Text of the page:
Baseball Toaster Dodger Thoughts
Jon Weisman's outlet
for dealing psychologically
with the Los Angeles Dodgers
and baseball.
Frozen Toast
Google Search
Dodger Thoughts

02  01 

12  11  10  09  08  07 
06  05  04  03  02  01 

12  11  10  09  08  07 
06  05  04  03  02  01 

12  11  10  09  08  07 
06  05  04  03  02  01 

12  11  10  09  08  07 
06  05  04  03  02  01 

12  11  10  09  08  07 
06  05  04  03  02  01 

12  11  10  09  08  07 
06  05  04  03  02  01 

09  08  07 
About Jon
Thank You For Not ...

1) using profanity or any euphemisms for profanity
2) personally attacking other commenters
3) baiting other commenters
4) arguing for the sake of arguing
5) discussing politics
6) using hyperbole when something less will suffice
7) using sarcasm in a way that can be misinterpreted negatively
8) making the same point over and over again
9) typing "no-hitter" or "perfect game" to describe either in progress
10) being annoyed by the existence of this list
11) commenting under the obvious influence
12) claiming your opinion isn't allowed when it's just being disagreed with

Dodgers Sue Hartford over Compensation for Shuey
2006-05-22 13:52
by Jon Weisman

Paul Shuey ended his official major league playing career on a high note, with a 3.00 ERA in 69 innings as part of the spectacular Dodger pitching staff of 2003.

The unofficial end wasn't so lovely: Shuey spent 2004 on the disabled list before retiring in 2005 after a comeback attempt in the Cleveland Indian organization fell short because of injury troubles. Even today, payment of the final portion of his contract is still an issue. The Dodgers have sued Hartford Life Insurance Company for failing to fulfill a $1.7 million insurance claim arising from the hip condition that sidelined the former reliever.

According to court documents filed Friday (the link will enable you to download a copy in PDF form), the Indians took out an insurance policy in 2001 to cover Shuey, then assigned the policy to the Dodgers when Shuey was traded in mid-2002. Hip problems began to manifest on a serious level for Shuey in 2003. He had surgery following that season, and ultimately never pitched in a regular season major league game again.

A point of contention appears to be whether or not the thumb injury that Shuey suffered during a 2004 Spring Training fielding drill should affect the claim:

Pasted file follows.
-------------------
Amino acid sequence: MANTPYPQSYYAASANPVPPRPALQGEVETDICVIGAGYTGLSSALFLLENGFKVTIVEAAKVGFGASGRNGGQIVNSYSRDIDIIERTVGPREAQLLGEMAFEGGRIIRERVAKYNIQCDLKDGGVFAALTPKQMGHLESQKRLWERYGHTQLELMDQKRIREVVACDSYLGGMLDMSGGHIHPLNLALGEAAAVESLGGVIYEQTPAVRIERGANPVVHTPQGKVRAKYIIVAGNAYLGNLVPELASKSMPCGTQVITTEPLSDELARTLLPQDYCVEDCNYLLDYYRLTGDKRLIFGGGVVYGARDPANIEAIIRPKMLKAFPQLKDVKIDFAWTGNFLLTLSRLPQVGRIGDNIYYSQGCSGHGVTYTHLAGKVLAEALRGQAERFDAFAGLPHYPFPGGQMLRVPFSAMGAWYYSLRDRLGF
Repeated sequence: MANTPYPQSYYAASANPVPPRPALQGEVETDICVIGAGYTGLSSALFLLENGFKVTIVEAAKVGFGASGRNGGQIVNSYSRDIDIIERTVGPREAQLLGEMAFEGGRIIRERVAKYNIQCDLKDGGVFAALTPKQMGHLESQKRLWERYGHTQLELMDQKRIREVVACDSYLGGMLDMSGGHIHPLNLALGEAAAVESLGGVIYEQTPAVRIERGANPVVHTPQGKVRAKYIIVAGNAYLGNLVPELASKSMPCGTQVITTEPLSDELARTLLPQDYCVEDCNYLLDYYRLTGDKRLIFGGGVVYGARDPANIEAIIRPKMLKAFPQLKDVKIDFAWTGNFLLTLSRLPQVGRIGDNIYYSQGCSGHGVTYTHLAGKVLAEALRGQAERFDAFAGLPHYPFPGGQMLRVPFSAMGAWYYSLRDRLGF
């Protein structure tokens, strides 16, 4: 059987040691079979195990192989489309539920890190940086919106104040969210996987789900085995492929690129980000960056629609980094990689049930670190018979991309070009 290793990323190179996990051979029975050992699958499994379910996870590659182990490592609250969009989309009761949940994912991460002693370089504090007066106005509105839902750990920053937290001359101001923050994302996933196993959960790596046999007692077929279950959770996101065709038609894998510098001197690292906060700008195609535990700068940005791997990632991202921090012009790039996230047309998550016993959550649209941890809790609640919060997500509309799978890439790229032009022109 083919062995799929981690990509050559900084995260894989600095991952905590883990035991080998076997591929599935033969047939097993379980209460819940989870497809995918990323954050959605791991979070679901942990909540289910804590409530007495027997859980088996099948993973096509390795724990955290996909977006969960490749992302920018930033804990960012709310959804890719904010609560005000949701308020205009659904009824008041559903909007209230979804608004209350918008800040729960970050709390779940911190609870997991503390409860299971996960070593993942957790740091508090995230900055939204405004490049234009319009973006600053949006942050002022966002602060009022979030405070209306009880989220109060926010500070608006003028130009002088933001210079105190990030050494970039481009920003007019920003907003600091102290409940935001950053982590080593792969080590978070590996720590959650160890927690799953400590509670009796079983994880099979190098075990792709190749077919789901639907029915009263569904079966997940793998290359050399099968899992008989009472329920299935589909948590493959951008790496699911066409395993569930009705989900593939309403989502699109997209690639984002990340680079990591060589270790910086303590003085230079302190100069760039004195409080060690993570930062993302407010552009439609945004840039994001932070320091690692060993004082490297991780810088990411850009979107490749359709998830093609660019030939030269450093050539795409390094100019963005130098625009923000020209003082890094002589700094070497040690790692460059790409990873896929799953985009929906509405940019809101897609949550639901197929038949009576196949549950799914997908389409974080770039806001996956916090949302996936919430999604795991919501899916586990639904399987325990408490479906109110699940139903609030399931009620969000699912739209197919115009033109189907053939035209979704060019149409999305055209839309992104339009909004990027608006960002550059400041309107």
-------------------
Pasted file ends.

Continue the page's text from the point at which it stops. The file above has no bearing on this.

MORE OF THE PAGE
9. Due to the condition of Mr. Shuey's hip and his resulting limited capacities, the Dodgers concluded in the course of the 2004 preseason that he was disabled from pitching at the Major League level, and would be placed on the disabled list at the outset of the 2004 regular season. However, because Mr. Shuey, a highly motivated professional athlete, was eager to compete for a place on the Dodgers' roster and was making every effort to recover his prior pitching form, the Dodgers permitted him to continue participating in spring training.

10. On March 31, 2004, Mr. Shuey attempted to participate in a spring training pitcher fielding drill that required him to run from the pitcher's mound to first base and catch a relay throw from second base (in baseball parlance, a "3-6-1 double play"). However, the condition of his hip limited his mobility and he was unable to keep up with the pace of the drill. As a result, he was caught out of position, and was forced to duck to avoid a thrown baseball, at which point his right hip and leg gave way and he fell to the ground, injuring his right thumb. The injury to his thumb prevented Mr. Shuey from properly gripping and pitching a baseball at a professional level.

11. After his thumb fully healed, Mr. Shuey was still unable to perform at a Major League level due to the condition of his hip. Although he continued to attempt to rehabilitate his hip by pitching in minor-league intrasquad games and rookie league games, he experienced significant pain and was ineffective even at those lower levels of competition. In July 2004, Mr. Shuey had another surgery on his right hip inserting a titanium cap into the head of his femur. He was unable to pitch again in 2004, and ultimately was never able to return to Major League play. He reluctantly retired in 2005.